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Annie Jean Easley was born April 23, 1933 to Mary Melvina Hoover and Samuel Bird Easley, in Birmingham Alabama. She was raised, along with her older brother, by a single mom. Annie attended schools in Birmingham and graduated high school valedictorian of her class. Throughout high school Annie wanted to be a nurse because she thought that the only careers that were open to African American women at the time were nursing and teaching and she definitely did not want to teach so she settled on being a nurse but as she studied in high school she began thinking about becoming a pharmacist.
At a young age, she knew she had a unique voice, so she used it and with the help of her brother Andrew playing guitar, she became a street singer begging for money. Around 1920, she settled down in Philadelphia and in 1923 she married a man named Jack Gee. Later in that same year, someone from Columbia Records recording company found her and they decided to sign a contract for her. Her first song was called “Down-Hearted Blues” and it sold about 800,000 copies, making her famous. Bessie performed in many shows with people such as Louis Armstrong, Clarence Williams, and Fletcher Henderson’s band.
Dorothy Johnson Vaughan was born on September 20th 1910 and died November 10th 2008 at the age of 98. She worked for National Advisory Committee for Aeronautics (NACA) and National Aeronautics and Space Administration (NASA) in Virginia. At the age of seven Dorothy’s parent Leonard and Anne Johnson moved to Morgantown, West Virginia. Dorothy graduated from Beechurst High School in 1925 and in 1929 she later received a Bachelor of Science degree from Willberforce University Greene County, Ohio. Much of Vaughan’s early work focused on flight and the ability of machines to fly since U.S. military strategists believed World War II would be won by the air.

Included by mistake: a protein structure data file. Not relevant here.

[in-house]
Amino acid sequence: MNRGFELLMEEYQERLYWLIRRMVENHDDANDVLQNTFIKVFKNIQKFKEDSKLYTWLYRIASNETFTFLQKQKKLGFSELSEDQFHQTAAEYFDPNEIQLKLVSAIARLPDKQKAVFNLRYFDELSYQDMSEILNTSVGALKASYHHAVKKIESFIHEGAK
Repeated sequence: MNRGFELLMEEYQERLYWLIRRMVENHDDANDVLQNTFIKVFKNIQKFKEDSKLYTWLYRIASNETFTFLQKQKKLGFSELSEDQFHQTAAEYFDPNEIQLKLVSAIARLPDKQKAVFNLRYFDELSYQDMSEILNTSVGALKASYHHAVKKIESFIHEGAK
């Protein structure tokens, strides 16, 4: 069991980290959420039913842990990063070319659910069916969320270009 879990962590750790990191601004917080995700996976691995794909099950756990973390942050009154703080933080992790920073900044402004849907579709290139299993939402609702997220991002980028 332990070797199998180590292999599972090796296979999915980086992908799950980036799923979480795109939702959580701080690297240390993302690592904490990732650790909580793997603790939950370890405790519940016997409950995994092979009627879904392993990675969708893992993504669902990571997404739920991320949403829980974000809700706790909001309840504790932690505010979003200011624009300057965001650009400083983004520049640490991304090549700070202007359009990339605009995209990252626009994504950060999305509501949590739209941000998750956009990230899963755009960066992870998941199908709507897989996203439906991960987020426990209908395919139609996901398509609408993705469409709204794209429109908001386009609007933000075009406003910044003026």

When she was born she had the name of Bessie Lee Pittman. She worked in a beauty school and at a doctor 's office as her jobs. While she was on a trip in Miami, Florida she attended a society dinner. She sat next to Floyd Odlum and after awhile they started to talk together. She married Oldum in 1936.
The Tuskegee Airmen The United States Air Corps had an age-old policy of not allowing Negroes into the Air Force. Before the 1930s, civil rights for colored people was not of national interest. The Air Force couldn’t be compelled to be open their ranks on even a segregated basis. It wasn’t until the mid-late 1930s that the Negroes could actually fight for their country in aerial battle.
There Bessie completed flight training at the best school in France and was awarded her Federation Aeronautique Internationale (F.A.I.; international pilot’s license) license on June 15, 1921.” (“www.notablebiographies.com”). Bessie traveled to Europe to gain further flying experience so Bessie could perform in air shows. (“www.notablebiographies.com”). Bessie would be a leader for introducing aviation to any race by finding a school and Bessie would appear before audiences such as in the churches, schools, and theaters to try to persuade people to be pilots.